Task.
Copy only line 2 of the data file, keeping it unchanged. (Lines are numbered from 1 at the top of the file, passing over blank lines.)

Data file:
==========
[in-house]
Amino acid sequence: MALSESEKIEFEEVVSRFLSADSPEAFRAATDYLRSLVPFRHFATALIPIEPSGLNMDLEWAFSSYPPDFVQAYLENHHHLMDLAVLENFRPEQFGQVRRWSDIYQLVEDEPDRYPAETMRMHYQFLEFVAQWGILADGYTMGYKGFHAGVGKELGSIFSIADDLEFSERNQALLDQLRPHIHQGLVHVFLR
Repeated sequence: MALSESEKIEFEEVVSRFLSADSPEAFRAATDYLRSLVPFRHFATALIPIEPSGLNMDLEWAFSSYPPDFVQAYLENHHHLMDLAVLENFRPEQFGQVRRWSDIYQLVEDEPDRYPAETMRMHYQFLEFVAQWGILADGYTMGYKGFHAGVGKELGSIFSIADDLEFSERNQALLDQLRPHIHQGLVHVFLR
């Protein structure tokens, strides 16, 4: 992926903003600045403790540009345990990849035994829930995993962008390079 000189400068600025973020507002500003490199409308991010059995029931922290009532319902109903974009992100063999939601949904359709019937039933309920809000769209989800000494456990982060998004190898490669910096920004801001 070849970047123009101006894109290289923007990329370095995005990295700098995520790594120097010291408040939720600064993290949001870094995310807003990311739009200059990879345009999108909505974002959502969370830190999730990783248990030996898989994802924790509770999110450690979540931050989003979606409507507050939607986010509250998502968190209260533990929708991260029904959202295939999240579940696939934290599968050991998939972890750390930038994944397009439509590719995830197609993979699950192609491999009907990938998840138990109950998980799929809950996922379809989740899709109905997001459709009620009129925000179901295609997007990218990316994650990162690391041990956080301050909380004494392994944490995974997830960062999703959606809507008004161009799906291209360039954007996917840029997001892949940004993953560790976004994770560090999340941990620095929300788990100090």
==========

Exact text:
Amino acid sequence: MALSESEKIEFEEVVSRFLSADSPEAFRAATDYLRSLVPFRHFATALIPIEPSGLNMDLEWAFSSYPPDFVQAYLENHHHLMDLAVLENFRPEQFGQVRRWSDIYQLVEDEPDRYPAETMRMHYQFLEFVAQWGILADGYTMGYKGFHAGVGKELGSIFSIADDLEFSERNQALLDQLRPHIHQGLVHVFLR